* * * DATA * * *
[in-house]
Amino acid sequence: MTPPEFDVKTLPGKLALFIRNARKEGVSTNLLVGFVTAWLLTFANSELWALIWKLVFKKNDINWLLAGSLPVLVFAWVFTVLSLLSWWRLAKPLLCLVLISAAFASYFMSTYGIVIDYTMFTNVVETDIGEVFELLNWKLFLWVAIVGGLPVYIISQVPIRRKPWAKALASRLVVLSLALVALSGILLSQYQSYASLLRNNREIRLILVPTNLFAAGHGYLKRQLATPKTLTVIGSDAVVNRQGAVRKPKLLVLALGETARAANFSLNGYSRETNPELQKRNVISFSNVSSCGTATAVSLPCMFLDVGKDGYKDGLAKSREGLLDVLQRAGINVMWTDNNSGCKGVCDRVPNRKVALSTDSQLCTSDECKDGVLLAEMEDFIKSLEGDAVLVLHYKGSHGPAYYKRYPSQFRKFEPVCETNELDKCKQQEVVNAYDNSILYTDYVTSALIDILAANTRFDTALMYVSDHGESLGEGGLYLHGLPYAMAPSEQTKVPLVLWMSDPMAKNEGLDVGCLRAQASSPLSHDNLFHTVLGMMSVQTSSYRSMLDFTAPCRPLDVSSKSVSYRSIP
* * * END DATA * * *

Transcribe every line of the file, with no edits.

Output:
[in-house]
Amino acid sequence: MTPPEFDVKTLPGKLALFIRNARKEGVSTNLLVGFVTAWLLTFANSELWALIWKLVFKKNDINWLLAGSLPVLVFAWVFTVLSLLSWWRLAKPLLCLVLISAAFASYFMSTYGIVIDYTMFTNVVETDIGEVFELLNWKLFLWVAIVGGLPVYIISQVPIRRKPWAKALASRLVVLSLALVALSGILLSQYQSYASLLRNNREIRLILVPTNLFAAGHGYLKRQLATPKTLTVIGSDAVVNRQGAVRKPKLLVLALGETARAANFSLNGYSRETNPELQKRNVISFSNVSSCGTATAVSLPCMFLDVGKDGYKDGLAKSREGLLDVLQRAGINVMWTDNNSGCKGVCDRVPNRKVALSTDSQLCTSDECKDGVLLAEMEDFIKSLEGDAVLVLHYKGSHGPAYYKRYPSQFRKFEPVCETNELDKCKQQEVVNAYDNSILYTDYVTSALIDILAANTRFDTALMYVSDHGESLGEGGLYLHGLPYAMAPSEQTKVPLVLWMSDPMAKNEGLDVGCLRAQASSPLSHDNLFHTVLGMMSVQTSSYRSMLDFTAPCRPLDVSSKSVSYRSIP